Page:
8. ^ a b c Brian Regal (2009). Pseudoscience : a critical encyclopedia. Santa Barbara, Calif.: Greenwood Press. p. 89. ISBN 978-0-313-35507-3.
  9. ^ Robert A. Baker; Joe Nickell (1992). Missing pieces : how to investigate ghosts, UFOs, psychics, & other mysteries. Buffalo, N.Y.: Prometheus Books. p. 80. ISBN 0-87975-729-9.
  10. ^ a b c d Richard Wiseman (2011). Paranormality : why we see what isn't there. London: Macmillan. pp. 81–95. ISBN 978-0-230-75298-6.
  11. ^ a b Johnson, Ted (August 19, 1989). "Man Receives 17 Years for Molesting 5 Boys". Los Angeles Times. Retrieved October 10, 2013.
  12. ^ James Randi (1982). The truth about Uri Geller (Rev. ed.). Buffalo, N.Y.: Prometheus Books. p. 329. ISBN 0-87975-199-1.
  13. ^ Randi, James (September 22, 2006). "A Look at the Past". Swift (Newsletter). James Randi Educational Foundation. Archived from the original on July 9, 2009. Retrieved November 18, 2006.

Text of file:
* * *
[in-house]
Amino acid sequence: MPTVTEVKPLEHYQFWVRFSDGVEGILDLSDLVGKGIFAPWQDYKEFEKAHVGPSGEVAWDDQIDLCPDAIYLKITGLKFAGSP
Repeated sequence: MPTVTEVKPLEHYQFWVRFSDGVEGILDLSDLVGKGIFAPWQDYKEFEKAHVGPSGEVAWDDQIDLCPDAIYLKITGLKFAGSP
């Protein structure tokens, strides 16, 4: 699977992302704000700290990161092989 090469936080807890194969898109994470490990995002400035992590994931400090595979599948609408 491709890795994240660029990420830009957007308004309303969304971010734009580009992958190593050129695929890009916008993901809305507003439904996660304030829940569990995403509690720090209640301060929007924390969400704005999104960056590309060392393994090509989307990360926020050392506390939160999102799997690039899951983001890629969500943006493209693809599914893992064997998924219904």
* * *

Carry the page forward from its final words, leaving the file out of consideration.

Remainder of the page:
14. ^ Korem, Dan (1983). "Psychic Confession - Part 2". Vimeo. Retrieved July 30, 2013.
  15. ^ Dan Korem (1988). Powers : testing the psychic & supernatural. Downers Grove, Ill.: InterVarsity Press. p. 149. ISBN 0-8308-1277-6.
  16. ^ "1980s TV "psychic" and sex offender wants to be freed from mental hospital". The Tribune. San Luis Obispo, CA. Associated Press. May 22, 2013. Retrieved November 10, 2016.
  17. ^ "Convicted Calif. Molester, Psychic Seeks Release". NBC Bay Area. Associated Press. June 7, 2013. Retrieved October 10, 2013.
  18. ^ "Family of Coalinga State Hospital Resident Says They Weren't Told He Died—Or That He Had COVID-19". KVPR. January 8, 2021. Retrieved July 2, 2022.